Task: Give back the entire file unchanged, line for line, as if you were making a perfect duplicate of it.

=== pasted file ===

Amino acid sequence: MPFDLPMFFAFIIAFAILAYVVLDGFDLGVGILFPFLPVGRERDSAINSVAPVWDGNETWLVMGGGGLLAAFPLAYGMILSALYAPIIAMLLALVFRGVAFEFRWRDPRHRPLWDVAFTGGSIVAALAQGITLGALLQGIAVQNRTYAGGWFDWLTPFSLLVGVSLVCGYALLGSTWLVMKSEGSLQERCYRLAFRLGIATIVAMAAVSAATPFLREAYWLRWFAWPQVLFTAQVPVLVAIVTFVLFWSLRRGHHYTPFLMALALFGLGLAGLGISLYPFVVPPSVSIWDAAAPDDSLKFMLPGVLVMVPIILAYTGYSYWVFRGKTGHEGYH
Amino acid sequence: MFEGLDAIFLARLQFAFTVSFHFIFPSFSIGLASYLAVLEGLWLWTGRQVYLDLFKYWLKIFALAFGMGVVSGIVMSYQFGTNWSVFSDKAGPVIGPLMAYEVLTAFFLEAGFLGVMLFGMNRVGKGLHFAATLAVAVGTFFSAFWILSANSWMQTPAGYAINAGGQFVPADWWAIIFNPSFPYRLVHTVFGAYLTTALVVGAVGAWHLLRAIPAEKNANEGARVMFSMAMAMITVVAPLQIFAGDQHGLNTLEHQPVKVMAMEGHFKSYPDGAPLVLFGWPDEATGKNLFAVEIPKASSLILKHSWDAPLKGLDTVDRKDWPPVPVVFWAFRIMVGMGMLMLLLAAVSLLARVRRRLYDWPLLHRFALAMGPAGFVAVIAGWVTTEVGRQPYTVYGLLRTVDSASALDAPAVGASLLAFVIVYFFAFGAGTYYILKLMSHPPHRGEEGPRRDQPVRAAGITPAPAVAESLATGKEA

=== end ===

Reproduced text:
Amino acid sequence: MPFDLPMFFAFIIAFAILAYVVLDGFDLGVGILFPFLPVGRERDSAINSVAPVWDGNETWLVMGGGGLLAAFPLAYGMILSALYAPIIAMLLALVFRGVAFEFRWRDPRHRPLWDVAFTGGSIVAALAQGITLGALLQGIAVQNRTYAGGWFDWLTPFSLLVGVSLVCGYALLGSTWLVMKSEGSLQERCYRLAFRLGIATIVAMAAVSAATPFLREAYWLRWFAWPQVLFTAQVPVLVAIVTFVLFWSLRRGHHYTPFLMALALFGLGLAGLGISLYPFVVPPSVSIWDAAAPDDSLKFMLPGVLVMVPIILAYTGYSYWVFRGKTGHEGYH
Amino acid sequence: MFEGLDAIFLARLQFAFTVSFHFIFPSFSIGLASYLAVLEGLWLWTGRQVYLDLFKYWLKIFALAFGMGVVSGIVMSYQFGTNWSVFSDKAGPVIGPLMAYEVLTAFFLEAGFLGVMLFGMNRVGKGLHFAATLAVAVGTFFSAFWILSANSWMQTPAGYAINAGGQFVPADWWAIIFNPSFPYRLVHTVFGAYLTTALVVGAVGAWHLLRAIPAEKNANEGARVMFSMAMAMITVVAPLQIFAGDQHGLNTLEHQPVKVMAMEGHFKSYPDGAPLVLFGWPDEATGKNLFAVEIPKASSLILKHSWDAPLKGLDTVDRKDWPPVPVVFWAFRIMVGMGMLMLLLAAVSLLARVRRRLYDWPLLHRFALAMGPAGFVAVIAGWVTTEVGRQPYTVYGLLRTVDSASALDAPAVGASLLAFVIVYFFAFGAGTYYILKLMSHPPHRGEEGPRRDQPVRAAGITPAPAVAESLATGKEA